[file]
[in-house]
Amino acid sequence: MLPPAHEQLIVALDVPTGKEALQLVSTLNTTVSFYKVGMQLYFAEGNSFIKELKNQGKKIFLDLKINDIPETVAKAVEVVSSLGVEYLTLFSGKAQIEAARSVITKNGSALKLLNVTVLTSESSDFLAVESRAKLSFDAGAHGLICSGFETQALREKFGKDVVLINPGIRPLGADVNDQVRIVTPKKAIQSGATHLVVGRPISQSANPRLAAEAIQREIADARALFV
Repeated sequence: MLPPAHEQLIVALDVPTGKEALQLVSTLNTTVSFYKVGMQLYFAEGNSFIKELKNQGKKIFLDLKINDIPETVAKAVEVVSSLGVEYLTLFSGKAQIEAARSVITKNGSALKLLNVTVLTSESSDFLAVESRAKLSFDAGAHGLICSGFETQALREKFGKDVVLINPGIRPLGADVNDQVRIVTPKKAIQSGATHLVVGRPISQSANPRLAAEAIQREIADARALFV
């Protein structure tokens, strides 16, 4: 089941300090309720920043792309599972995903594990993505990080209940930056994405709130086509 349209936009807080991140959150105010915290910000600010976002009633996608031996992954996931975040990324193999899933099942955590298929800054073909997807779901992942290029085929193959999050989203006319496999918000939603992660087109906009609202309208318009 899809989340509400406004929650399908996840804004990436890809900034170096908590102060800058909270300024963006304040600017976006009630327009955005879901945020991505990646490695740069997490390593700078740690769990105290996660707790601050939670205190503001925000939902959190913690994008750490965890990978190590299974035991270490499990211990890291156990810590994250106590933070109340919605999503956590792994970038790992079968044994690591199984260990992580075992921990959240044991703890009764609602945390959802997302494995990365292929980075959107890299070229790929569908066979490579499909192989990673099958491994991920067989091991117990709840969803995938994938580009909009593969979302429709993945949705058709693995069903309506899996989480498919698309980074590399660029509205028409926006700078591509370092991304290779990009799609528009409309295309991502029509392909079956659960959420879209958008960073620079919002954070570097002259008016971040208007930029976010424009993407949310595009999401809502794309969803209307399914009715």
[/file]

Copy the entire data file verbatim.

[in-house]
Amino acid sequence: MLPPAHEQLIVALDVPTGKEALQLVSTLNTTVSFYKVGMQLYFAEGNSFIKELKNQGKKIFLDLKINDIPETVAKAVEVVSSLGVEYLTLFSGKAQIEAARSVITKNGSALKLLNVTVLTSESSDFLAVESRAKLSFDAGAHGLICSGFETQALREKFGKDVVLINPGIRPLGADVNDQVRIVTPKKAIQSGATHLVVGRPISQSANPRLAAEAIQREIADARALFV
Repeated sequence: MLPPAHEQLIVALDVPTGKEALQLVSTLNTTVSFYKVGMQLYFAEGNSFIKELKNQGKKIFLDLKINDIPETVAKAVEVVSSLGVEYLTLFSGKAQIEAARSVITKNGSALKLLNVTVLTSESSDFLAVESRAKLSFDAGAHGLICSGFETQALREKFGKDVVLINPGIRPLGADVNDQVRIVTPKKAIQSGATHLVVGRPISQSANPRLAAEAIQREIADARALFV
């Protein structure tokens, strides 16, 4: 089941300090309720920043792309599972995903594990993505990080209940930056994405709130086509 349209936009807080991140959150105010915290910000600010976002009633996608031996992954996931975040990324193999899933099942955590298929800054073909997807779901992942290029085929193959999050989203006319496999918000939603992660087109906009609202309208318009 899809989340509400406004929650399908996840804004990436890809900034170096908590102060800058909270300024963006304040600017976006009630327009955005879901945020991505990646490695740069997490390593700078740690769990105290996660707790601050939670205190503001925000939902959190913690994008750490965890990978190590299974035991270490499990211990890291156990810590994250106590933070109340919605999503956590792994970038790992079968044994690591199984260990992580075992921990959240044991703890009764609602945390959802997302494995990365292929980075959107890299070229790929569908066979490579499909192989990673099958491994991920067989091991117990709840969803995938994938580009909009593969979302429709993945949705058709693995069903309506899996989480498919698309980074590399660029509205028409926006700078591509370092991304290779990009799609528009409309295309991502029509392909079956659960959420879209958008960073620079919002954070570097002259008016971040208007930029976010424009993407949310595009999401809502794309969803209307399914009715």